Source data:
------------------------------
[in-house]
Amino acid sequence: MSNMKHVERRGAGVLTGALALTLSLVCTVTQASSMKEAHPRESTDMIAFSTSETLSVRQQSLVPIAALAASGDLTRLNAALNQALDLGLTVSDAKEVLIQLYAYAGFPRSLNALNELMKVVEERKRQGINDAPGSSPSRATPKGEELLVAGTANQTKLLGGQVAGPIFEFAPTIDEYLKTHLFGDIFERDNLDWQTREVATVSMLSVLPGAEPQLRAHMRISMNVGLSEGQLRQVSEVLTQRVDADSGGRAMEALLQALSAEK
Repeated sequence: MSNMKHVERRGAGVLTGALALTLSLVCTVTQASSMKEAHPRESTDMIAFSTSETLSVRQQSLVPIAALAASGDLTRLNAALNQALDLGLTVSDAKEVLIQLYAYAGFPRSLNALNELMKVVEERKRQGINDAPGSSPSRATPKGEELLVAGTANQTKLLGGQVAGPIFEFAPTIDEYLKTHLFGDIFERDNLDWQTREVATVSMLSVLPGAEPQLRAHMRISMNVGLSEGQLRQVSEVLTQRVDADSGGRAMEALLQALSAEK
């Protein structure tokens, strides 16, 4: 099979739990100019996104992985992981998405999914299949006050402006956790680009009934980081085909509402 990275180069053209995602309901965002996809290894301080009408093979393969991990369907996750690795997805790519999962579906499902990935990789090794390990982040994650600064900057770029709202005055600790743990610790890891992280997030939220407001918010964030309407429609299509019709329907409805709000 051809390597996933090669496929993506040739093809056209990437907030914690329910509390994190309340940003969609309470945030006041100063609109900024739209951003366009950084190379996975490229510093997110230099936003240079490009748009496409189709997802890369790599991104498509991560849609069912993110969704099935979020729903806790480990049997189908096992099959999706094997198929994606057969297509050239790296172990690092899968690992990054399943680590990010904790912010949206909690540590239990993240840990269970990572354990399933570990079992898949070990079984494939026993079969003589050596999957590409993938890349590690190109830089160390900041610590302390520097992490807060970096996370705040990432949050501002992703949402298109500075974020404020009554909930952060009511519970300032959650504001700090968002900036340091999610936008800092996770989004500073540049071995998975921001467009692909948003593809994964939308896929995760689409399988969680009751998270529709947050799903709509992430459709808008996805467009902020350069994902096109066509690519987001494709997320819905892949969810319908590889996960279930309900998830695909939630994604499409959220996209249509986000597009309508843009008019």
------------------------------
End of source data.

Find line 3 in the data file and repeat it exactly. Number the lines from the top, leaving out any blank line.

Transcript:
Repeated sequence: MSNMKHVERRGAGVLTGALALTLSLVCTVTQASSMKEAHPRESTDMIAFSTSETLSVRQQSLVPIAALAASGDLTRLNAALNQALDLGLTVSDAKEVLIQLYAYAGFPRSLNALNELMKVVEERKRQGINDAPGSSPSRATPKGEELLVAGTANQTKLLGGQVAGPIFEFAPTIDEYLKTHLFGDIFERDNLDWQTREVATVSMLSVLPGAEPQLRAHMRISMNVGLSEGQLRQVSEVLTQRVDADSGGRAMEALLQALSAEK